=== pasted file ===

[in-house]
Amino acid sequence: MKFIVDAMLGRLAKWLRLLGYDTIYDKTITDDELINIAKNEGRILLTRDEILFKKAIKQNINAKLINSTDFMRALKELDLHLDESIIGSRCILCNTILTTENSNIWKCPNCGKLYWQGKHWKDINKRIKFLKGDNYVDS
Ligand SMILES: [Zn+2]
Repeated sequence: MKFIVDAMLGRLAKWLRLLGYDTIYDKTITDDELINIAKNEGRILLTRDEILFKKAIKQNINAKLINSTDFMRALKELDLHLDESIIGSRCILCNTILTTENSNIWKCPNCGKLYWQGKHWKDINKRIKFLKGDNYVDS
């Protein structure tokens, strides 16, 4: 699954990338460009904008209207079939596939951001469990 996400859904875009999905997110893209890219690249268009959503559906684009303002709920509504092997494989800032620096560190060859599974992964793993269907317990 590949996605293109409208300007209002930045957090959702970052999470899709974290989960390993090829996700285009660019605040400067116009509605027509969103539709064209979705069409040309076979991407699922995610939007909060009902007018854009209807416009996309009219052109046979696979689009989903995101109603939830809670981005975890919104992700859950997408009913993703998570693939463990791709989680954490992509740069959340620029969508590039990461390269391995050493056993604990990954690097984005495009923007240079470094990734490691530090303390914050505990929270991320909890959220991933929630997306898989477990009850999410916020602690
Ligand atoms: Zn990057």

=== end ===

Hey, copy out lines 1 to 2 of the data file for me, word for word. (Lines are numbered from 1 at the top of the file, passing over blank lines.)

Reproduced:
[in-house]
Amino acid sequence: MKFIVDAMLGRLAKWLRLLGYDTIYDKTITDDELINIAKNEGRILLTRDEILFKKAIKQNINAKLINSTDFMRALKELDLHLDESIIGSRCILCNTILTTENSNIWKCPNCGKLYWQGKHWKDINKRIKFLKGDNYVDS